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Where the proof does not show that a defendant has violated applicable health care and legal standards, the conduct cannot reasonably be characterized as so outrageous in character, and so extreme in degree, as to go beyond all bounds of decency, and to be regarded as atrocious and utterly intolerable in a civilized community.
Plaintiff Jerry Bain filed an action against defendant hospital, claiming that the hospital's policy of placing HIV-infected patients in the same room with patients not infected with the virus without warning or prior consent constituted outrageous conduct and that he had suffered emotional distress because he feared he would become infected with the AIDS virus. The hospital claimed its policy was consistent with acceptable medical practice and that the patient had failed to allege actual exposure to the AIDS virus. Defendant’s motion for summary judgment was denied, and the appellate court affirmed the denial. Defendant appealed.
Did the plaintiff state a claim for outrageous conduct and negligent infliction of emotional distress, thereby justifying the denial of defendant’s motion for summary judgment?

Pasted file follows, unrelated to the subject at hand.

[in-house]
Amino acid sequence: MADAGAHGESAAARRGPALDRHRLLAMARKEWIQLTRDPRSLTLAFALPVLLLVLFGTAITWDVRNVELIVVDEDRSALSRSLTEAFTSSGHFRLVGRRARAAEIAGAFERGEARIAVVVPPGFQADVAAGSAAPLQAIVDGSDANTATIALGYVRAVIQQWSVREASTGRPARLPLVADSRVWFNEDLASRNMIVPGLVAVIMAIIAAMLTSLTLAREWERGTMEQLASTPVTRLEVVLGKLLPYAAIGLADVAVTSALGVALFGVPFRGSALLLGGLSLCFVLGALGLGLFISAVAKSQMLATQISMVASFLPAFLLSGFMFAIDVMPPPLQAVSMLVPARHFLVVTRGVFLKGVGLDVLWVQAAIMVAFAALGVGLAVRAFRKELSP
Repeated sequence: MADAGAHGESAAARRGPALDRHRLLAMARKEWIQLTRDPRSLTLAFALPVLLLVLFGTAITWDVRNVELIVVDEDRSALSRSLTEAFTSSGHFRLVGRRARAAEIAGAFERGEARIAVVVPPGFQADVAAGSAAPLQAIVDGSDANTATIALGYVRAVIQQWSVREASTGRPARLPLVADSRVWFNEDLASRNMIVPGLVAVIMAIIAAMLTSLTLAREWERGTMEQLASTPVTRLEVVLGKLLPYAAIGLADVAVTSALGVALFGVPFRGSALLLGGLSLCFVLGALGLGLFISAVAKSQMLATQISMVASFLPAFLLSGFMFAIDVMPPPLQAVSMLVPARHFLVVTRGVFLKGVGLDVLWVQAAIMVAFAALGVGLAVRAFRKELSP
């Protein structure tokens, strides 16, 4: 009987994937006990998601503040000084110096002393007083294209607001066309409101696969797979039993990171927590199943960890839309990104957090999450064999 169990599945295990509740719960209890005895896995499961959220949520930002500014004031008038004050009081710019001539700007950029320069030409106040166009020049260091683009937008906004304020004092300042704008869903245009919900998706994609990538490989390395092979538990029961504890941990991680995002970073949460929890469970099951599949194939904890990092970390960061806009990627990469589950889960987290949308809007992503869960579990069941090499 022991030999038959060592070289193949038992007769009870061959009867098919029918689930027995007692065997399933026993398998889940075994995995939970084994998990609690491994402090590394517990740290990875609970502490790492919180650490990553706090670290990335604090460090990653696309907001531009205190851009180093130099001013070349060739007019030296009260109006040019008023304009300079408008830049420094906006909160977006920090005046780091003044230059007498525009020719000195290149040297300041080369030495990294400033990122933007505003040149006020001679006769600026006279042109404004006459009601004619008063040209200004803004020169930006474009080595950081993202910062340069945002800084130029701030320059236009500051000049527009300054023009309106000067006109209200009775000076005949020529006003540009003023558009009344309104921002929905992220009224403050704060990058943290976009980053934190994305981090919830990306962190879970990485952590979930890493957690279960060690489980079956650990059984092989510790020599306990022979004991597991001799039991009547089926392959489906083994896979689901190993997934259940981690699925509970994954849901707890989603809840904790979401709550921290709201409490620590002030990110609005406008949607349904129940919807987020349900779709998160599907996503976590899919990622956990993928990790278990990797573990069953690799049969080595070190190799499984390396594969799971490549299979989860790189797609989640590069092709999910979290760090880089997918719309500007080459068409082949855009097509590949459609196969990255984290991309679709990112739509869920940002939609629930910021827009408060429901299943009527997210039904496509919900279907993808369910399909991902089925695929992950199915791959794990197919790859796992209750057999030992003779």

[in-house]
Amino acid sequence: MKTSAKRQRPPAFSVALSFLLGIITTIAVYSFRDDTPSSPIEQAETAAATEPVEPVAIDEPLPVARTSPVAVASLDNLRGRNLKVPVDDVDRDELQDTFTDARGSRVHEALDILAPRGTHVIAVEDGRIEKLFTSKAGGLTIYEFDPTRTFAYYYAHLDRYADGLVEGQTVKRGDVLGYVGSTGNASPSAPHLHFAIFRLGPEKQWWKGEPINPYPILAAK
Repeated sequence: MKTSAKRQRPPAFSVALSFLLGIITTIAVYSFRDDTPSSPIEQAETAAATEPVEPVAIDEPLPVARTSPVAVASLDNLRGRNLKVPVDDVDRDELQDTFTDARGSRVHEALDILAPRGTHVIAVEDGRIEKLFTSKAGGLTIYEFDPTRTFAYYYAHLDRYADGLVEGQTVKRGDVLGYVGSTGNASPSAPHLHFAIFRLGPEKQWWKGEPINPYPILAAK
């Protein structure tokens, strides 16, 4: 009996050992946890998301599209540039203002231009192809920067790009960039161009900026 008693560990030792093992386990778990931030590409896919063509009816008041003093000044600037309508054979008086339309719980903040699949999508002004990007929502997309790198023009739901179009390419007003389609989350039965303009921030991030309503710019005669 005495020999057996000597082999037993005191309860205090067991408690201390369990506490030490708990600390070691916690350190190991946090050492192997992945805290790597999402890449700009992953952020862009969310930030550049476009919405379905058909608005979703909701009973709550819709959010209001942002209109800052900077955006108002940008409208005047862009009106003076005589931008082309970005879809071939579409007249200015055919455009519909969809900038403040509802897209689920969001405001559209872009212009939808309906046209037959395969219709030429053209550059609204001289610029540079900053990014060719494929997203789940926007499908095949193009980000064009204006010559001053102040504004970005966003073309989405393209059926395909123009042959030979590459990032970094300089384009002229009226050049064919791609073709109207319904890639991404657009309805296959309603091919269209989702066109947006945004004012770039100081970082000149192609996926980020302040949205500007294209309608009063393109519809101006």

The court held the hospital's policy was in accordance with health standards and as a matter of law did not constitute outrageous conduct. The plaintiff's claim for negligent infliction of emotional distress failed as a matter of law because he offered no evidence he was actually exposed to HIV. Where the proof did not show the applicable health care and legal standards were violated, the conduct could not be considered outrageous. To recover emotional damages based on the fear of contracting AIDS, proof of actual exposure was necessary to establish a connection between the act or omission and the emotional distress of the plaintiff who feared contracting AIDS. There was no duty to protect against the fear of contracting AIDS.